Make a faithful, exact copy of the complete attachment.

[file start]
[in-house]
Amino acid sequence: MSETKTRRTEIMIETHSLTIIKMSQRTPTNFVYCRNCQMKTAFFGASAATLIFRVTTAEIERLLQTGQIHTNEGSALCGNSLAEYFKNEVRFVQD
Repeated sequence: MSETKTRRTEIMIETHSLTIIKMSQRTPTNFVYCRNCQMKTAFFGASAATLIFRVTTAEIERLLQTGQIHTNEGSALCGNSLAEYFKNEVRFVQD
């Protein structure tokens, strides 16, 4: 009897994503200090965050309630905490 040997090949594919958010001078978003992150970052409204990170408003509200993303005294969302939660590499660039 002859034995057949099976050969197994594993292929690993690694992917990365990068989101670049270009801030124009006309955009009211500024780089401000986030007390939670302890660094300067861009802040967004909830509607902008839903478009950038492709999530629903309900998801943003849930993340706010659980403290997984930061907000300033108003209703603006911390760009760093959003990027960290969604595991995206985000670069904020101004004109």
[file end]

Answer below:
[in-house]
Amino acid sequence: MSETKTRRTEIMIETHSLTIIKMSQRTPTNFVYCRNCQMKTAFFGASAATLIFRVTTAEIERLLQTGQIHTNEGSALCGNSLAEYFKNEVRFVQD
Repeated sequence: MSETKTRRTEIMIETHSLTIIKMSQRTPTNFVYCRNCQMKTAFFGASAATLIFRVTTAEIERLLQTGQIHTNEGSALCGNSLAEYFKNEVRFVQD
């Protein structure tokens, strides 16, 4: 009897994503200090965050309630905490 040997090949594919958010001078978003992150970052409204990170408003509200993303005294969302939660590499660039 002859034995057949099976050969197994594993292929690993690694992917990365990068989101670049270009801030124009006309955009009211500024780089401000986030007390939670302890660094300067861009802040967004909830509607902008839903478009950038492709999530629903309900998801943003849930993340706010659980403290997984930061907000300033108003209703603006911390760009760093959003990027960290969604595991995206985000670069904020101004004109």